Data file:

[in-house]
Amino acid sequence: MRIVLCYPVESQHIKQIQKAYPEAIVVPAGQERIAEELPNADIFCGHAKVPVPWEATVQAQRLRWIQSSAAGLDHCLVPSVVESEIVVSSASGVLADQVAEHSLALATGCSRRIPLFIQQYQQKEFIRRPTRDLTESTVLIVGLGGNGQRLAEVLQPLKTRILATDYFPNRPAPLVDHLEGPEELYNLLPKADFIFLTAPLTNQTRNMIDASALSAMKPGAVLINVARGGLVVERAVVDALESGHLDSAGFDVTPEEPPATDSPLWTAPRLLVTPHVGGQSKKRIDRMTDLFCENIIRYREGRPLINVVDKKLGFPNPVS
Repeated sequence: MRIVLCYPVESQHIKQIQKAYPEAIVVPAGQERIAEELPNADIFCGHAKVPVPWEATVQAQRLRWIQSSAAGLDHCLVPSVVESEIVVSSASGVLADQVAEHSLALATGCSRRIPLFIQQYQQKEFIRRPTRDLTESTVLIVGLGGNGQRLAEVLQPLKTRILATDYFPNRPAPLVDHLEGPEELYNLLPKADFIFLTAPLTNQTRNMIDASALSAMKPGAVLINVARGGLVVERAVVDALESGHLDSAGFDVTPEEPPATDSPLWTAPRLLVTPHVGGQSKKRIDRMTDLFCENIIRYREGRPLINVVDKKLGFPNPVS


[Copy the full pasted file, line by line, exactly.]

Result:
[in-house]
Amino acid sequence: MRIVLCYPVESQHIKQIQKAYPEAIVVPAGQERIAEELPNADIFCGHAKVPVPWEATVQAQRLRWIQSSAAGLDHCLVPSVVESEIVVSSASGVLADQVAEHSLALATGCSRRIPLFIQQYQQKEFIRRPTRDLTESTVLIVGLGGNGQRLAEVLQPLKTRILATDYFPNRPAPLVDHLEGPEELYNLLPKADFIFLTAPLTNQTRNMIDASALSAMKPGAVLINVARGGLVVERAVVDALESGHLDSAGFDVTPEEPPATDSPLWTAPRLLVTPHVGGQSKKRIDRMTDLFCENIIRYREGRPLINVVDKKLGFPNPVS
Repeated sequence: MRIVLCYPVESQHIKQIQKAYPEAIVVPAGQERIAEELPNADIFCGHAKVPVPWEATVQAQRLRWIQSSAAGLDHCLVPSVVESEIVVSSASGVLADQVAEHSLALATGCSRRIPLFIQQYQQKEFIRRPTRDLTESTVLIVGLGGNGQRLAEVLQPLKTRILATDYFPNRPAPLVDHLEGPEELYNLLPKADFIFLTAPLTNQTRNMIDASALSAMKPGAVLINVARGGLVVERAVVDALESGHLDSAGFDVTPEEPPATDSPLWTAPRLLVTPHVGGQSKKRIDRMTDLFCENIIRYREGRPLINVVDKKLGFPNPVS